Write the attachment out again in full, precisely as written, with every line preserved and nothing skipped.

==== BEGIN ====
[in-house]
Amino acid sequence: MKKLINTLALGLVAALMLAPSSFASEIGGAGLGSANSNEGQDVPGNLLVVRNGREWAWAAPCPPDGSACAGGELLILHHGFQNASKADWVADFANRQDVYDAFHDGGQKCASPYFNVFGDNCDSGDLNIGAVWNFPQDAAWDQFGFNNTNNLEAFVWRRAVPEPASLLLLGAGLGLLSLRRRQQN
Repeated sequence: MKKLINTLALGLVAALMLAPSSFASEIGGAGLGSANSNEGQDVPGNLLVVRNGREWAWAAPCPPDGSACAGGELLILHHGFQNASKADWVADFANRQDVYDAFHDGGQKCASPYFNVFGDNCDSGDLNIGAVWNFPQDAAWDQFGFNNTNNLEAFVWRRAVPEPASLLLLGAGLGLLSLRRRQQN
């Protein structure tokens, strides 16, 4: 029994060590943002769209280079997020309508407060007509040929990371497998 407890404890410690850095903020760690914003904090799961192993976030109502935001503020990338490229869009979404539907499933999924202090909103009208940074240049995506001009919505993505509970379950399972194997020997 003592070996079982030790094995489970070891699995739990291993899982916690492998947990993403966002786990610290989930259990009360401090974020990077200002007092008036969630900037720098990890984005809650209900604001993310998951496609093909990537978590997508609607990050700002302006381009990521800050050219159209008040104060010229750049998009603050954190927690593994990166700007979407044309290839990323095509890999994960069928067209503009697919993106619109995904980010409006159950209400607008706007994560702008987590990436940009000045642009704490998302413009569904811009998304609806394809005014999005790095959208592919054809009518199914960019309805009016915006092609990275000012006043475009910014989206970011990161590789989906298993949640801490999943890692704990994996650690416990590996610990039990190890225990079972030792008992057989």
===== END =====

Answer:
[in-house]
Amino acid sequence: MKKLINTLALGLVAALMLAPSSFASEIGGAGLGSANSNEGQDVPGNLLVVRNGREWAWAAPCPPDGSACAGGELLILHHGFQNASKADWVADFANRQDVYDAFHDGGQKCASPYFNVFGDNCDSGDLNIGAVWNFPQDAAWDQFGFNNTNNLEAFVWRRAVPEPASLLLLGAGLGLLSLRRRQQN
Repeated sequence: MKKLINTLALGLVAALMLAPSSFASEIGGAGLGSANSNEGQDVPGNLLVVRNGREWAWAAPCPPDGSACAGGELLILHHGFQNASKADWVADFANRQDVYDAFHDGGQKCASPYFNVFGDNCDSGDLNIGAVWNFPQDAAWDQFGFNNTNNLEAFVWRRAVPEPASLLLLGAGLGLLSLRRRQQN
């Protein structure tokens, strides 16, 4: 029994060590943002769209280079997020309508407060007509040929990371497998 407890404890410690850095903020760690914003904090799961192993976030109502935001503020990338490229869009979404539907499933999924202090909103009208940074240049995506001009919505993505509970379950399972194997020997 003592070996079982030790094995489970070891699995739990291993899982916690492998947990993403966002786990610290989930259990009360401090974020990077200002007092008036969630900037720098990890984005809650209900604001993310998951496609093909990537978590997508609607990050700002302006381009990521800050050219159209008040104060010229750049998009603050954190927690593994990166700007979407044309290839990323095509890999994960069928067209503009697919993106619109995904980010409006159950209400607008706007994560702008987590990436940009000045642009704490998302413009569904811009998304609806394809005014999005790095959208592919054809009518199914960019309805009016915006092609990275000012006043475009910014989206970011990161590789989906298993949640801490999943890692704990994996650690416990590996610990039990190890225990079972030792008992057989």